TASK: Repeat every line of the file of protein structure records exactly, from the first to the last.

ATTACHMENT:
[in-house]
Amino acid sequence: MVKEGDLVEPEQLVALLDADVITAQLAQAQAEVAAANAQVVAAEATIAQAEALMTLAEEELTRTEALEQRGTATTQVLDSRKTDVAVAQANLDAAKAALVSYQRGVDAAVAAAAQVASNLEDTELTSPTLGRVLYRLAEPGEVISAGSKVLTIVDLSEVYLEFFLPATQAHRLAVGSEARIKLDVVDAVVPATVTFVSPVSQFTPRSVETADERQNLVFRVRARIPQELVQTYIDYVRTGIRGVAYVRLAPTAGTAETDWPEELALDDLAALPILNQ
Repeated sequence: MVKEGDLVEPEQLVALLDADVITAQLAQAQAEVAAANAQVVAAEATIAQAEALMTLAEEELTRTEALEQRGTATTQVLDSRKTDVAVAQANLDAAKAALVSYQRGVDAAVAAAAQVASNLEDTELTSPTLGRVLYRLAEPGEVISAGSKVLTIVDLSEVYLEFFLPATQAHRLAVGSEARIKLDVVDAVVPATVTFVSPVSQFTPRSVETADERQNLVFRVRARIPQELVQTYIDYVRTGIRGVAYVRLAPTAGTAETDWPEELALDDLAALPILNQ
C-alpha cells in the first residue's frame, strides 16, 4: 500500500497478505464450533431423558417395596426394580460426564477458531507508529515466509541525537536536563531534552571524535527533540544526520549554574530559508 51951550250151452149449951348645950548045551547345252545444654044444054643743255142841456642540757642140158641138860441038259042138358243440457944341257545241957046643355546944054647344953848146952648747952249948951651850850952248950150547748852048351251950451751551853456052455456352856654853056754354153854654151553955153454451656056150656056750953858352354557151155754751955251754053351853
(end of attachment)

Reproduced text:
[in-house]
Amino acid sequence: MVKEGDLVEPEQLVALLDADVITAQLAQAQAEVAAANAQVVAAEATIAQAEALMTLAEEELTRTEALEQRGTATTQVLDSRKTDVAVAQANLDAAKAALVSYQRGVDAAVAAAAQVASNLEDTELTSPTLGRVLYRLAEPGEVISAGSKVLTIVDLSEVYLEFFLPATQAHRLAVGSEARIKLDVVDAVVPATVTFVSPVSQFTPRSVETADERQNLVFRVRARIPQELVQTYIDYVRTGIRGVAYVRLAPTAGTAETDWPEELALDDLAALPILNQ
Repeated sequence: MVKEGDLVEPEQLVALLDADVITAQLAQAQAEVAAANAQVVAAEATIAQAEALMTLAEEELTRTEALEQRGTATTQVLDSRKTDVAVAQANLDAAKAALVSYQRGVDAAVAAAAQVASNLEDTELTSPTLGRVLYRLAEPGEVISAGSKVLTIVDLSEVYLEFFLPATQAHRLAVGSEARIKLDVVDAVVPATVTFVSPVSQFTPRSVETADERQNLVFRVRARIPQELVQTYIDYVRTGIRGVAYVRLAPTAGTAETDWPEELALDDLAALPILNQ
C-alpha cells in the first residue's frame, strides 16, 4: 500500500497478505464450533431423558417395596426394580460426564477458531507508529515466509541525537536536563531534552571524535527533540544526520549554574530559508 51951550250151452149449951348645950548045551547345252545444654044444054643743255142841456642540757642140158641138860441038259042138358243440457944341257545241957046643355546944054647344953848146952648747952249948951651850850952248950150547748852048351251950451751551853456052455456352856654853056754354153854654151553955153454451656056150656056750953858352354557151155754751955251754053351853